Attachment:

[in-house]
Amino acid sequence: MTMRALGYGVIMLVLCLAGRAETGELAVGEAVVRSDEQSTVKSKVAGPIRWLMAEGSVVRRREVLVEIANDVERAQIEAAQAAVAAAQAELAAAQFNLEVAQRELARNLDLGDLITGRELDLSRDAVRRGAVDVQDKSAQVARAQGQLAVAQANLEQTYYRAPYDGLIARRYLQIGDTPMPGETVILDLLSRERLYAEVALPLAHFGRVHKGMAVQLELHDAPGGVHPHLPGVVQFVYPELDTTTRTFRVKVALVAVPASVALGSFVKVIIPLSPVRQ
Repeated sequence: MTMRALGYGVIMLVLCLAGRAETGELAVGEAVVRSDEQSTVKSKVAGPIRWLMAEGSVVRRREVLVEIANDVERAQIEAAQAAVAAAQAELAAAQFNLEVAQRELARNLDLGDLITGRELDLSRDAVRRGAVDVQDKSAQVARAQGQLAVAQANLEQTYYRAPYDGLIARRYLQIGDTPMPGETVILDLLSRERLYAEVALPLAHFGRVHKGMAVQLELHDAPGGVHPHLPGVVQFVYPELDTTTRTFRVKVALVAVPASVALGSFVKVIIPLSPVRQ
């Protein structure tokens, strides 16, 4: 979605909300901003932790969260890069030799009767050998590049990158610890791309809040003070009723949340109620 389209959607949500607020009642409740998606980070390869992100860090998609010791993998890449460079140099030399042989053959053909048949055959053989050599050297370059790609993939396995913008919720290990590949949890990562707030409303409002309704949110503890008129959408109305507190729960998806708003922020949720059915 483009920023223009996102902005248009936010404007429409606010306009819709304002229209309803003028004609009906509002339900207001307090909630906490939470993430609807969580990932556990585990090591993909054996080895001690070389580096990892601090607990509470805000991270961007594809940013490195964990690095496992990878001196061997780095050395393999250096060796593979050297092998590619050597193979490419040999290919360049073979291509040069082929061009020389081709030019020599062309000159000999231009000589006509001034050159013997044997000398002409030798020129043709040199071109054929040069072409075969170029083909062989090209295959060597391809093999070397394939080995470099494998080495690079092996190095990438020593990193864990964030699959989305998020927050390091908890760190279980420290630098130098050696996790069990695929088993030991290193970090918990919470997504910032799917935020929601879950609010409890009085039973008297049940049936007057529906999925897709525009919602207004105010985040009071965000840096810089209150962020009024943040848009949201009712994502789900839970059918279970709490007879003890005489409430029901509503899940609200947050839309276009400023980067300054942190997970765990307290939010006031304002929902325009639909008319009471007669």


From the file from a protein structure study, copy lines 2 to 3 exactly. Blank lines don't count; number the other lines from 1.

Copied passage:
Amino acid sequence: MTMRALGYGVIMLVLCLAGRAETGELAVGEAVVRSDEQSTVKSKVAGPIRWLMAEGSVVRRREVLVEIANDVERAQIEAAQAAVAAAQAELAAAQFNLEVAQRELARNLDLGDLITGRELDLSRDAVRRGAVDVQDKSAQVARAQGQLAVAQANLEQTYYRAPYDGLIARRYLQIGDTPMPGETVILDLLSRERLYAEVALPLAHFGRVHKGMAVQLELHDAPGGVHPHLPGVVQFVYPELDTTTRTFRVKVALVAVPASVALGSFVKVIIPLSPVRQ
Repeated sequence: MTMRALGYGVIMLVLCLAGRAETGELAVGEAVVRSDEQSTVKSKVAGPIRWLMAEGSVVRRREVLVEIANDVERAQIEAAQAAVAAAQAELAAAQFNLEVAQRELARNLDLGDLITGRELDLSRDAVRRGAVDVQDKSAQVARAQGQLAVAQANLEQTYYRAPYDGLIARRYLQIGDTPMPGETVILDLLSRERLYAEVALPLAHFGRVHKGMAVQLELHDAPGGVHPHLPGVVQFVYPELDTTTRTFRVKVALVAVPASVALGSFVKVIIPLSPVRQ